WAR WAR. The very sound of those three letters can conjure up feelings and images of fighting, explosions, fear, sorrow, hate, and most importantly death, especially to those who have been in one or even two. But not everything associated with war is a bad thing. For some, war gives people hope, faith, understanding, and camaraderie, amongst other things. There are many reasons why a war starts. It could be a civil war, in which a whole singular country fights within itself or even a war of genocide in which a race of people believe that another race of people are not fit to live and must be exterminated.
Other types of wars could also be for a religious, class, unification, trade and revolutionary cause. The American Civil War was waged for four years starting in 1861 to 1865. America has been in a handful of big wars, but this war will always be remembered because it was a war that divided the country and could have possibly turned North America into a series of countries, also it was the deadliest war in American history with over 600,000 soldier deaths and countless civilian casualties.
Don’t waste your time!
Order your assignment!
In 1860 the Republicans won the Presidential election led by Abraham Lincoln. Before being elected into office, Abraham Lincoln had been campaigning against the slavery that was so widespread in the country, especially in the southern states. He campaigned that slavery would not be expanded amongst states where it had already existed if he was elected. He had been campaigning so heavily that several southern states had declared their secession even before he took office in 1861.
Most people felt that the secession was an illegal act against the union and both sides had begun to raise armies, with Lincoln calling for volunteers from both sides and the Confederated states bearing arms for its rebellion. Fighting had started in April of 1861 and in September of 1862, our President Abraham Lincoln’s Emancipation Proclamation made ending slavery in America, especially in the south, a war goal. Although not many of them were freed, the proclamation brought freedom to thousands of slaves the day it went into effect.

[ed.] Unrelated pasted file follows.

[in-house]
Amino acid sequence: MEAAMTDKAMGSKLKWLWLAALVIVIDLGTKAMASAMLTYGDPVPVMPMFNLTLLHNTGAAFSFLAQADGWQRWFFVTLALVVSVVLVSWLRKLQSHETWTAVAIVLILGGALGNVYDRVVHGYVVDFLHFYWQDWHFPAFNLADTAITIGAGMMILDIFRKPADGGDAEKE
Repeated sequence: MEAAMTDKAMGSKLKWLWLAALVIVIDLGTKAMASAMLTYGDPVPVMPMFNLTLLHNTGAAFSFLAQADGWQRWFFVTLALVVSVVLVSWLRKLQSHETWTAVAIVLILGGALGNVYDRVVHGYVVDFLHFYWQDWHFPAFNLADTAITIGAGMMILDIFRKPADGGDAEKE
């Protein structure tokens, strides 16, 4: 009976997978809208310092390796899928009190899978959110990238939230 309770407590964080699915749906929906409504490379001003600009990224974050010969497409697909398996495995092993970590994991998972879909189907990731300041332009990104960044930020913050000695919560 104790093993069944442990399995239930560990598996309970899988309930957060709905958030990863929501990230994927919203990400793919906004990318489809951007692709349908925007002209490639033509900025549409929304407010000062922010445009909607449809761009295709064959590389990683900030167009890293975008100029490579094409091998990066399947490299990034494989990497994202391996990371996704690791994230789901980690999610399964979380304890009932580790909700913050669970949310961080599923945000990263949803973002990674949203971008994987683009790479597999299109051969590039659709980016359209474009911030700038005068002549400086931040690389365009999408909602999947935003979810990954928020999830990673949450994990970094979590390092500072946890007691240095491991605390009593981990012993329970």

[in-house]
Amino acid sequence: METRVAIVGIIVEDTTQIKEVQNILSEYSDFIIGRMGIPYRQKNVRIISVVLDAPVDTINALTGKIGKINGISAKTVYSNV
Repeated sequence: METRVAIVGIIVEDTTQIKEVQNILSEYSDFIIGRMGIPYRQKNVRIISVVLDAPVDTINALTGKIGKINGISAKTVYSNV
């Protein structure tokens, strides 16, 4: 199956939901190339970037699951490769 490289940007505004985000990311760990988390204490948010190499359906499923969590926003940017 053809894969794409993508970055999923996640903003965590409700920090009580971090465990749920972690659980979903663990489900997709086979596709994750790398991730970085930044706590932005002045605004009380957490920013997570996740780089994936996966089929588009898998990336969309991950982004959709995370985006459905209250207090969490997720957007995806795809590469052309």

Slaves who have been born slaves, lived their lives sleeping on hard floors, working in the hot fields with no pay, being sold in auctions, abused males and raped females, people who have lost all faith were now able for the first time to have hope and are now free. Our country was changing. From the Confederated stand point, it was for the worst. Many plantation and slave owners did not want to have to pay for their workers. They were willing to fight for what they paid for, which was the slaves.
As more and more slaves were freed, a lot of them volunteered themselves into the Union so that they may go back into the Confederated states and fight to help more slaves. Slaves who were not freed were escaping to the advancing Union lines every day. Nearly all 4 million slaves were freed by July of 1865. Although the proclamation and the war had freed slaves in the southern states, it was not totally abolished and slavery was not illegal and had continued until the ratification of the 13th Amendment on December 18, 1865. Our country had been changed forever.